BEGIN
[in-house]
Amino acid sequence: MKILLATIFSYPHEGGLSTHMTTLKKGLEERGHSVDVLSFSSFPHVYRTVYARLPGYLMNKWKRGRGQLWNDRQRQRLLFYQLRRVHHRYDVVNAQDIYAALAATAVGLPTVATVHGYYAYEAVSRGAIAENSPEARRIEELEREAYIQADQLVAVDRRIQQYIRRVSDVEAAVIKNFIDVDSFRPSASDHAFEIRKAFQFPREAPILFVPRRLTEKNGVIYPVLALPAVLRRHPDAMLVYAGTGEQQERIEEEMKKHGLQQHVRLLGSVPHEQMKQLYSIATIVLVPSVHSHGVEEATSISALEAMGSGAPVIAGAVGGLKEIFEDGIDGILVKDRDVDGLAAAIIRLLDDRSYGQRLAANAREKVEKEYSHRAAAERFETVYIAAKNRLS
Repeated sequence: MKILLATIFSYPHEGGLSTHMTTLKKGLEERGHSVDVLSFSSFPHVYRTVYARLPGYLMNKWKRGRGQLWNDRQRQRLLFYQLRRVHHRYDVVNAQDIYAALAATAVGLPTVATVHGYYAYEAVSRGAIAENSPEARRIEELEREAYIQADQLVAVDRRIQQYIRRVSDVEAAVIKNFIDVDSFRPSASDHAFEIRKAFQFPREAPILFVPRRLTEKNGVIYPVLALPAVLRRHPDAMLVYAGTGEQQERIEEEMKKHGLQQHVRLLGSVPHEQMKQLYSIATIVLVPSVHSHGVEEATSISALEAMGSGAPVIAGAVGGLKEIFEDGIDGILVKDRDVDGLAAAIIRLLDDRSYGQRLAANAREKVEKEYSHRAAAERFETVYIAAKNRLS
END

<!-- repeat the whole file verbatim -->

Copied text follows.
[in-house]
Amino acid sequence: MKILLATIFSYPHEGGLSTHMTTLKKGLEERGHSVDVLSFSSFPHVYRTVYARLPGYLMNKWKRGRGQLWNDRQRQRLLFYQLRRVHHRYDVVNAQDIYAALAATAVGLPTVATVHGYYAYEAVSRGAIAENSPEARRIEELEREAYIQADQLVAVDRRIQQYIRRVSDVEAAVIKNFIDVDSFRPSASDHAFEIRKAFQFPREAPILFVPRRLTEKNGVIYPVLALPAVLRRHPDAMLVYAGTGEQQERIEEEMKKHGLQQHVRLLGSVPHEQMKQLYSIATIVLVPSVHSHGVEEATSISALEAMGSGAPVIAGAVGGLKEIFEDGIDGILVKDRDVDGLAAAIIRLLDDRSYGQRLAANAREKVEKEYSHRAAAERFETVYIAAKNRLS
Repeated sequence: MKILLATIFSYPHEGGLSTHMTTLKKGLEERGHSVDVLSFSSFPHVYRTVYARLPGYLMNKWKRGRGQLWNDRQRQRLLFYQLRRVHHRYDVVNAQDIYAALAATAVGLPTVATVHGYYAYEAVSRGAIAENSPEARRIEELEREAYIQADQLVAVDRRIQQYIRRVSDVEAAVIKNFIDVDSFRPSASDHAFEIRKAFQFPREAPILFVPRRLTEKNGVIYPVLALPAVLRRHPDAMLVYAGTGEQQERIEEEMKKHGLQQHVRLLGSVPHEQMKQLYSIATIVLVPSVHSHGVEEATSISALEAMGSGAPVIAGAVGGLKEIFEDGIDGILVKDRDVDGLAAAIIRLLDDRSYGQRLAANAREKVEKEYSHRAAAERFETVYIAAKNRLS